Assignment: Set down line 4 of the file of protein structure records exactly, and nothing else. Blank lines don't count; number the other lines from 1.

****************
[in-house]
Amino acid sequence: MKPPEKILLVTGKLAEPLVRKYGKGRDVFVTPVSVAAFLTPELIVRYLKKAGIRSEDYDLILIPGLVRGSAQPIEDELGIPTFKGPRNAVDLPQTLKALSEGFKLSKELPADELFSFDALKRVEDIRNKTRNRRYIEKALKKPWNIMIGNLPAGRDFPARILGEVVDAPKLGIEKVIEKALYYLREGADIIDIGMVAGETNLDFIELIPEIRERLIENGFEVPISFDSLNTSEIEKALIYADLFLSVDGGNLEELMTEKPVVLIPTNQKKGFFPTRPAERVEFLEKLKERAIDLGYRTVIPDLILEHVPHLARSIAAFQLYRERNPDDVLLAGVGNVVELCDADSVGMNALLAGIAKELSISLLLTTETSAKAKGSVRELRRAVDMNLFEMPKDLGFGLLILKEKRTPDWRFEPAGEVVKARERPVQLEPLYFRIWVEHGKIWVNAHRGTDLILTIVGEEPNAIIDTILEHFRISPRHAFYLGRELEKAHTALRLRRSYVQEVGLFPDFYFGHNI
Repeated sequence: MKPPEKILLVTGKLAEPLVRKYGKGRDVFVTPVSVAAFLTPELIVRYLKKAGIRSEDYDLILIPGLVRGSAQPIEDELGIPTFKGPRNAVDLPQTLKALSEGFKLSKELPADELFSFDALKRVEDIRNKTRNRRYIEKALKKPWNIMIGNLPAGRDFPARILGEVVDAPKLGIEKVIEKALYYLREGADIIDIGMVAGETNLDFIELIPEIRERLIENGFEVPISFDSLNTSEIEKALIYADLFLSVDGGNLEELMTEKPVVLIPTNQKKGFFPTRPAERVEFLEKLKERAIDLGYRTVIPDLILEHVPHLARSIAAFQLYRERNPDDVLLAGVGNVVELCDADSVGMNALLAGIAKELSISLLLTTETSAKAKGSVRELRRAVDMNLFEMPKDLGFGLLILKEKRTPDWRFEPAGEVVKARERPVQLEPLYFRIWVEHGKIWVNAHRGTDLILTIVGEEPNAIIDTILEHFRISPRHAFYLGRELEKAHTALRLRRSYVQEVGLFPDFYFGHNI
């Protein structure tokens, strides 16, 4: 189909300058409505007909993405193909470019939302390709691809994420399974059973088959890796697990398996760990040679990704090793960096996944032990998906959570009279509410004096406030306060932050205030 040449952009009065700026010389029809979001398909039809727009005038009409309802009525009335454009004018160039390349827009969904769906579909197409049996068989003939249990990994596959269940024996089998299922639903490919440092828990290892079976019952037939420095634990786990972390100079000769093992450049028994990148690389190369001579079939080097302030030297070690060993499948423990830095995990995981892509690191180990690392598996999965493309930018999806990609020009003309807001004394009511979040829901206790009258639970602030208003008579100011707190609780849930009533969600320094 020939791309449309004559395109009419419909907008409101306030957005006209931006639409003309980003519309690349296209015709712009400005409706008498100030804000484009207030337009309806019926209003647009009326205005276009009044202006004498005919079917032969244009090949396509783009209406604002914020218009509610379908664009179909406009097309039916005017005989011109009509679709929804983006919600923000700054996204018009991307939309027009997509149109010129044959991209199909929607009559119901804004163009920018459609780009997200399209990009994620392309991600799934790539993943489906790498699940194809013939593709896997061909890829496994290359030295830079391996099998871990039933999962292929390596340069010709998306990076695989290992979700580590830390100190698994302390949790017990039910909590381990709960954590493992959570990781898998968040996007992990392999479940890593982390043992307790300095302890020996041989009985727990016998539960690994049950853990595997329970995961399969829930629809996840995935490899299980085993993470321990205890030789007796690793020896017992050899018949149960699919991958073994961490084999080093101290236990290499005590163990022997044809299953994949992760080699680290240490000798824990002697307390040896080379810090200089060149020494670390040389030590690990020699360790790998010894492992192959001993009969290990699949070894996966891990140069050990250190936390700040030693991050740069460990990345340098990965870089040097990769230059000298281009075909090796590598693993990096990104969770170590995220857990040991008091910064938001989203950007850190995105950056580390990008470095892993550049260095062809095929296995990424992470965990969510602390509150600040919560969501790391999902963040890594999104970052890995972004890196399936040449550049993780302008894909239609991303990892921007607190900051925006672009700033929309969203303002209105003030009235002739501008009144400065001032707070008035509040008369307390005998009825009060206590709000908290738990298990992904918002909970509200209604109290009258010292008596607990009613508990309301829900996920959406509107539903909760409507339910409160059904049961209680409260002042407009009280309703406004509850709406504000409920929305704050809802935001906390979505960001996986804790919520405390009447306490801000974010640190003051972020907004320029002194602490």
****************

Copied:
């Protein structure tokens, strides 16, 4: 189909300058409505007909993405193909470019939302390709691809994420399974059973088959890796697990398996760990040679990704090793960096996944032990998906959570009279509410004096406030306060932050205030 040449952009009065700026010389029809979001398909039809727009005038009409309802009525009335454009004018160039390349827009969904769906579909197409049996068989003939249990990994596959269940024996089998299922639903490919440092828990290892079976019952037939420095634990786990972390100079000769093992450049028994990148690389190369001579079939080097302030030297070690060993499948423990830095995990995981892509690191180990690392598996999965493309930018999806990609020009003309807001004394009511979040829901206790009258639970602030208003008579100011707190609780849930009533969600320094 020939791309449309004559395109009419419909907008409101306030957005006209931006639409003309980003519309690349296209015709712009400005409706008498100030804000484009207030337009309806019926209003647009009326205005276009009044202006004498005919079917032969244009090949396509783009209406604002914020218009509610379908664009179909406009097309039916005017005989011109009509679709929804983006919600923000700054996204018009991307939309027009997509149109010129044959991209199909929607009559119901804004163009920018459609780009997200399209990009994620392309991600799934790539993943489906790498699940194809013939593709896997061909890829496994290359030295830079391996099998871990039933999962292929390596340069010709998306990076695989290992979700580590830390100190698994302390949790017990039910909590381990709960954590493992959570990781898998968040996007992990392999479940890593982390043992307790300095302890020996041989009985727990016998539960690994049950853990595997329970995961399969829930629809996840995935490899299980085993993470321990205890030789007796690793020896017992050899018949149960699919991958073994961490084999080093101290236990290499005590163990022997044809299953994949992760080699680290240490000798824990002697307390040896080379810090200089060149020494670390040389030590690990020699360790790998010894492992192959001993009969290990699949070894996966891990140069050990250190936390700040030693991050740069460990990345340098990965870089040097990769230059000298281009075909090796590598693993990096990104969770170590995220857990040991008091910064938001989203950007850190995105950056580390990008470095892993550049260095062809095929296995990424992470965990969510602390509150600040919560969501790391999902963040890594999104970052890995972004890196399936040449550049993780302008894909239609991303990892921007607190900051925006672009700033929309969203303002209105003030009235002739501008009144400065001032707070008035509040008369307390005998009825009060206590709000908290738990298990992904918002909970509200209604109290009258010292008596607990009613508990309301829900996920959406509107539903909760409507339910409160059904049961209680409260002042407009009280309703406004509850709406504000409920929305704050809802935001906390979505960001996986804790919520405390009447306490801000974010640190003051972020907004320029002194602490």